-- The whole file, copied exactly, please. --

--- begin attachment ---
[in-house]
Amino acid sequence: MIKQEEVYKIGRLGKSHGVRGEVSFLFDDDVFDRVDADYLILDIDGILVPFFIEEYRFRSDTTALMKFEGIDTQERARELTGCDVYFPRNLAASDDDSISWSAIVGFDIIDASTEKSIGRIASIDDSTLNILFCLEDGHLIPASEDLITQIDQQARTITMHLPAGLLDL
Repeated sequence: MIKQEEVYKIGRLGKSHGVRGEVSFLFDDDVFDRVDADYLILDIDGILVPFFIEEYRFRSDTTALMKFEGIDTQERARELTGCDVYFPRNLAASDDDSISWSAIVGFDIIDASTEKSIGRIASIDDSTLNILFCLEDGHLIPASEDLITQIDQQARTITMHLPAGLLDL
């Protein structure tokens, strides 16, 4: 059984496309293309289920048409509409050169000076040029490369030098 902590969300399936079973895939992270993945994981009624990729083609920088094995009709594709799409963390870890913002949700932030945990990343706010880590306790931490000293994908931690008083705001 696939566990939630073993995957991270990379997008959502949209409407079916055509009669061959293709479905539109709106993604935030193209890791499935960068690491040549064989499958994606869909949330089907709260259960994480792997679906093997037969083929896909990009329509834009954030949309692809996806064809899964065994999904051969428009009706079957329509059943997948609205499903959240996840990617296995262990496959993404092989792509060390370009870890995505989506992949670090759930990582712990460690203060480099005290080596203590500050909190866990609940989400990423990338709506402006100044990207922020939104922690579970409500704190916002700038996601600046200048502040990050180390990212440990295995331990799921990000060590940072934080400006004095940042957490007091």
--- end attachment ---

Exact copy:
[in-house]
Amino acid sequence: MIKQEEVYKIGRLGKSHGVRGEVSFLFDDDVFDRVDADYLILDIDGILVPFFIEEYRFRSDTTALMKFEGIDTQERARELTGCDVYFPRNLAASDDDSISWSAIVGFDIIDASTEKSIGRIASIDDSTLNILFCLEDGHLIPASEDLITQIDQQARTITMHLPAGLLDL
Repeated sequence: MIKQEEVYKIGRLGKSHGVRGEVSFLFDDDVFDRVDADYLILDIDGILVPFFIEEYRFRSDTTALMKFEGIDTQERARELTGCDVYFPRNLAASDDDSISWSAIVGFDIIDASTEKSIGRIASIDDSTLNILFCLEDGHLIPASEDLITQIDQQARTITMHLPAGLLDL
């Protein structure tokens, strides 16, 4: 059984496309293309289920048409509409050169000076040029490369030098 902590969300399936079973895939992270993945994981009624990729083609920088094995009709594709799409963390870890913002949700932030945990990343706010880590306790931490000293994908931690008083705001 696939566990939630073993995957991270990379997008959502949209409407079916055509009669061959293709479905539109709106993604935030193209890791499935960068690491040549064989499958994606869909949330089907709260259960994480792997679906093997037969083929896909990009329509834009954030949309692809996806064809899964065994999904051969428009009706079957329509059943997948609205499903959240996840990617296995262990496959993404092989792509060390370009870890995505989506992949670090759930990582712990460690203060480099005290080596203590500050909190866990609940989400990423990338709506402006100044990207922020939104922690579970409500704190916002700038996601600046200048502040990050180390990212440990295995331990799921990000060590940072934080400006004095940042957490007091």